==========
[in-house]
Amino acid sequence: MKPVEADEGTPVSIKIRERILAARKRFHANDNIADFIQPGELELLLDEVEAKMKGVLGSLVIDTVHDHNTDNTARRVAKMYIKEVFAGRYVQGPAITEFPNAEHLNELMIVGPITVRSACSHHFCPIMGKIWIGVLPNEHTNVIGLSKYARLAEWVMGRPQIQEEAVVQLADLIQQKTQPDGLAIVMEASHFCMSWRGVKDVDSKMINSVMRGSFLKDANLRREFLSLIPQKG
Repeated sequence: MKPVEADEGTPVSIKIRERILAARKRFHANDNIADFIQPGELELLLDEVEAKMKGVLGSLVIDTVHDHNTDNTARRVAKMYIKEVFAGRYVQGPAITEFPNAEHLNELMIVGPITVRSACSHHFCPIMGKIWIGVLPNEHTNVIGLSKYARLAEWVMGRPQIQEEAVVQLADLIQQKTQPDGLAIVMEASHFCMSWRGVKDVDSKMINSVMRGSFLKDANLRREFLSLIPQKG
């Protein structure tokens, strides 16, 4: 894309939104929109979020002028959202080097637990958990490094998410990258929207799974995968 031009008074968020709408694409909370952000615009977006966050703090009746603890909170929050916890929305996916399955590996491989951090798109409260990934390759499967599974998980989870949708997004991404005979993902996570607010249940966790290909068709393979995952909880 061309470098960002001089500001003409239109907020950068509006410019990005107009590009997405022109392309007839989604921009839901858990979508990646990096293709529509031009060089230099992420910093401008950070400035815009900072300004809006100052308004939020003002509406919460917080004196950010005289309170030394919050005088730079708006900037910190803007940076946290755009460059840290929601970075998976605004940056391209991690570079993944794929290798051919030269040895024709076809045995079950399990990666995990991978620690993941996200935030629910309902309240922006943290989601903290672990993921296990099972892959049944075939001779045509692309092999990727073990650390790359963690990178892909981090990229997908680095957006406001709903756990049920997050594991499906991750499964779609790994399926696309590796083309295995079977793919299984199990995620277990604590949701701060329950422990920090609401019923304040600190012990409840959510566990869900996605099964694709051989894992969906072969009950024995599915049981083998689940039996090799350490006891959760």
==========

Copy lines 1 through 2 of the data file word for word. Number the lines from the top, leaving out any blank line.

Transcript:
[in-house]
Amino acid sequence: MKPVEADEGTPVSIKIRERILAARKRFHANDNIADFIQPGELELLLDEVEAKMKGVLGSLVIDTVHDHNTDNTARRVAKMYIKEVFAGRYVQGPAITEFPNAEHLNELMIVGPITVRSACSHHFCPIMGKIWIGVLPNEHTNVIGLSKYARLAEWVMGRPQIQEEAVVQLADLIQQKTQPDGLAIVMEASHFCMSWRGVKDVDSKMINSVMRGSFLKDANLRREFLSLIPQKG